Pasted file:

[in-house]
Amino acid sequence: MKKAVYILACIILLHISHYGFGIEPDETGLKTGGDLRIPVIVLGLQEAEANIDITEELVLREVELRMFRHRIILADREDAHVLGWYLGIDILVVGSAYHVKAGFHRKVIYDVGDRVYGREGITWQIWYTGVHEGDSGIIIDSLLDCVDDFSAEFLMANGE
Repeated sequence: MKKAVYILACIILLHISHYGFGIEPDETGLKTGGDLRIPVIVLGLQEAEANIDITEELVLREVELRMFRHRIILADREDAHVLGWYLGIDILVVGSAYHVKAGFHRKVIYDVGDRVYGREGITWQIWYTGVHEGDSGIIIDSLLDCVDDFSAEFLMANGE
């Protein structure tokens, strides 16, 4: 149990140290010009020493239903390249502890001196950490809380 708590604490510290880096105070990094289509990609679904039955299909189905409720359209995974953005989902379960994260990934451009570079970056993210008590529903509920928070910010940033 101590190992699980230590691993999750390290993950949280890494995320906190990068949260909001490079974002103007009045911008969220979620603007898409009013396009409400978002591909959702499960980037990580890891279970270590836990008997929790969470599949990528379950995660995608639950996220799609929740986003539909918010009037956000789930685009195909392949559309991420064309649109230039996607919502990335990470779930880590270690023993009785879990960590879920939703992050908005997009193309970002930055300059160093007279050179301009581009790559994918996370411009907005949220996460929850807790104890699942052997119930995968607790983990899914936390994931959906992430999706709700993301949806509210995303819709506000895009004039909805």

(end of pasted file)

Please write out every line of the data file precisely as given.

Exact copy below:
[in-house]
Amino acid sequence: MKKAVYILACIILLHISHYGFGIEPDETGLKTGGDLRIPVIVLGLQEAEANIDITEELVLREVELRMFRHRIILADREDAHVLGWYLGIDILVVGSAYHVKAGFHRKVIYDVGDRVYGREGITWQIWYTGVHEGDSGIIIDSLLDCVDDFSAEFLMANGE
Repeated sequence: MKKAVYILACIILLHISHYGFGIEPDETGLKTGGDLRIPVIVLGLQEAEANIDITEELVLREVELRMFRHRIILADREDAHVLGWYLGIDILVVGSAYHVKAGFHRKVIYDVGDRVYGREGITWQIWYTGVHEGDSGIIIDSLLDCVDDFSAEFLMANGE
């Protein structure tokens, strides 16, 4: 149990140290010009020493239903390249502890001196950490809380 708590604490510290880096105070990094289509990609679904039955299909189905409720359209995974953005989902379960994260990934451009570079970056993210008590529903509920928070910010940033 101590190992699980230590691993999750390290993950949280890494995320906190990068949260909001490079974002103007009045911008969220979620603007898409009013396009409400978002591909959702499960980037990580890891279970270590836990008997929790969470599949990528379950995660995608639950996220799609929740986003539909918010009037956000789930685009195909392949559309991420064309649109230039996607919502990335990470779930880590270690023993009785879990960590879920939703992050908005997009193309970002930055300059160093007279050179301009581009790559994918996370411009907005949220996460929850807790104890699942052997119930995968607790983990899914936390994931959906992430999706709700993301949806509210995303819709506000895009004039909805």